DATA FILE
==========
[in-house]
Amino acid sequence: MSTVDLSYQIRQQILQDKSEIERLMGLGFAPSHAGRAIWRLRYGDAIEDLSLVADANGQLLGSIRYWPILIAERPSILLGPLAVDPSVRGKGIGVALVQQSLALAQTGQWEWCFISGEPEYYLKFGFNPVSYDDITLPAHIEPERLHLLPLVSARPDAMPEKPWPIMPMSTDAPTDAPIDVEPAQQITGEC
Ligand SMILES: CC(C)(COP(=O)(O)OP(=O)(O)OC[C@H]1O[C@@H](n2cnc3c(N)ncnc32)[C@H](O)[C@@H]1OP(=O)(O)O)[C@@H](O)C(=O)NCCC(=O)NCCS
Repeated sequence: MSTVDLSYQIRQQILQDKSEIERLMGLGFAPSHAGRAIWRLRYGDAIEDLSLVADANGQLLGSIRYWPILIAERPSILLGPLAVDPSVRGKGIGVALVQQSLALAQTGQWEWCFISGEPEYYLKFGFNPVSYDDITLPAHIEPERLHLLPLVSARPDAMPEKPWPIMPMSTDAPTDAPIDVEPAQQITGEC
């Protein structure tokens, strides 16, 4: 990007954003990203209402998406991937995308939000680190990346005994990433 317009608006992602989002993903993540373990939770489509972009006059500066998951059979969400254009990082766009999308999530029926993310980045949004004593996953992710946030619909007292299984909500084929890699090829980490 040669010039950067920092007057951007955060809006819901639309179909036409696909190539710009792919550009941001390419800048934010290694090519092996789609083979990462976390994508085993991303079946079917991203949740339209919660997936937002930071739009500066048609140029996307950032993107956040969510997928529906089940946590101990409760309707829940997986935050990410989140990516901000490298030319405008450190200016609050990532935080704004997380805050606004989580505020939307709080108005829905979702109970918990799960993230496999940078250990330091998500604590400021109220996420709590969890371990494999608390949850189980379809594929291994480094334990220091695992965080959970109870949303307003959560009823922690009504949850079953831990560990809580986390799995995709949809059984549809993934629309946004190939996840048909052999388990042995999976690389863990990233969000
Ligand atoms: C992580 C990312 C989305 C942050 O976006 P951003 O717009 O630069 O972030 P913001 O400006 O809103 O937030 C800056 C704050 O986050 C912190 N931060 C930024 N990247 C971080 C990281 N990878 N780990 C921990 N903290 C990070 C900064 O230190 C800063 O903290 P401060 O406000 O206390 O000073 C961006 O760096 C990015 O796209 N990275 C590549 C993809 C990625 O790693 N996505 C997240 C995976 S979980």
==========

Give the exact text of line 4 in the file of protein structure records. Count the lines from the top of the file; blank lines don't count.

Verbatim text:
Repeated sequence: MSTVDLSYQIRQQILQDKSEIERLMGLGFAPSHAGRAIWRLRYGDAIEDLSLVADANGQLLGSIRYWPILIAERPSILLGPLAVDPSVRGKGIGVALVQQSLALAQTGQWEWCFISGEPEYYLKFGFNPVSYDDITLPAHIEPERLHLLPLVSARPDAMPEKPWPIMPMSTDAPTDAPIDVEPAQQITGEC